Safe havens do remain in the northwestern corner of the state -- no hunting will be allowed in Yellowstone or Grand Teton national parks -- but now conservationists worry that sportsmen will be allowed to take aim at wolves traveling through the John D. Rockefeller Jr. Memorial Parkway, a 24,000-acre area that connects the two larger parks.
The state of Wyoming wants hunting; the National Park Service does not.
We want to preserve wildlife for viewing and for conservation," said Bert Frost, associate director for Natural Resource Stewardship and Science for the National Park Service. "We would prefer not to have them shooting wolves on the parkway.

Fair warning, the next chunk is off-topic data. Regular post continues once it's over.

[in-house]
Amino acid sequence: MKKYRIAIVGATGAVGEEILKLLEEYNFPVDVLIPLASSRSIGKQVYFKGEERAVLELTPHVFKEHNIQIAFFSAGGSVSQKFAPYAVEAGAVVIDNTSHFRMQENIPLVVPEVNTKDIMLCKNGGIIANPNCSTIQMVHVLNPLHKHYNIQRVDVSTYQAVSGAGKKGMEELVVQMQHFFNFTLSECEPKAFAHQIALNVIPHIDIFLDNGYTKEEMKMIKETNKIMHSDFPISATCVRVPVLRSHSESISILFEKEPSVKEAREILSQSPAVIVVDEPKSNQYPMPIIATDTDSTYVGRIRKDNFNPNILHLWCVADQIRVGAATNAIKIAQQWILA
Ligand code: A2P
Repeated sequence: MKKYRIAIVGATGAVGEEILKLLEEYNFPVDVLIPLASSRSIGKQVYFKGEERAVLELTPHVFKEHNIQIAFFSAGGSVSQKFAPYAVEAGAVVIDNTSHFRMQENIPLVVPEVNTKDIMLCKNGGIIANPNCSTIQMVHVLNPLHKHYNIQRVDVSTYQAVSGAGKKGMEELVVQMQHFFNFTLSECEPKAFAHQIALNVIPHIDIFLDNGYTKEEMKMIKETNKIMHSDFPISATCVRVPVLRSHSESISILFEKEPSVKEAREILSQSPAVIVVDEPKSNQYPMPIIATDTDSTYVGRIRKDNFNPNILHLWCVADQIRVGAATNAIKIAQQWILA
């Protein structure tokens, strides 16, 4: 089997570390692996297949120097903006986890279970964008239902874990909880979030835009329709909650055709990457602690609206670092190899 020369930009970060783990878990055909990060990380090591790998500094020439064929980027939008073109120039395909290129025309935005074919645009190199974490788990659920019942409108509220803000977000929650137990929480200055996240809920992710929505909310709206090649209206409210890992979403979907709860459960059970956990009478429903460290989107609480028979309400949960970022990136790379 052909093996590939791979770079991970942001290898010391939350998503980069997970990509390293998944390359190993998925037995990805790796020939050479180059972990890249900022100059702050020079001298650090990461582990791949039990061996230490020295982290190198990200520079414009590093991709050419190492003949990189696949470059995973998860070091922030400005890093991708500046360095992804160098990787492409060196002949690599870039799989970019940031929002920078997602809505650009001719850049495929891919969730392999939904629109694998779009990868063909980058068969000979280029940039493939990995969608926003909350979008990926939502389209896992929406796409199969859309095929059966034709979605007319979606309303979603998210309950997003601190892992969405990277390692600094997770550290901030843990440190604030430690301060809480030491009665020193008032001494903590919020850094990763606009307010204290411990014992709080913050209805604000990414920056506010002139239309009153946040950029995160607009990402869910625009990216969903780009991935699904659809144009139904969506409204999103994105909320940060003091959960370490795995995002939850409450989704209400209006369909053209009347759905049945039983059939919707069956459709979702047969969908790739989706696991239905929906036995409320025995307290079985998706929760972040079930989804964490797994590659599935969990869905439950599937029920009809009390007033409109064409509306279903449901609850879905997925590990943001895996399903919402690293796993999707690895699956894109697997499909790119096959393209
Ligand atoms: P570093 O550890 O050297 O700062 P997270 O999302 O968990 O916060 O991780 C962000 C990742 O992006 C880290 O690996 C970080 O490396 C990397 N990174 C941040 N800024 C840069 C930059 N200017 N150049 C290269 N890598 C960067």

But here's the catch: The parkway, managed by the National Park Service, has allowed elk hunts to reduce their population. Legislators in Wyoming say that means wolves are also fair game.
Most agree this is a somewhat symbolic argument, as only one or two wolf packs use the parkway. But for many, the gray wolf has come to embody the symbol of the federal government meddling in state affairs.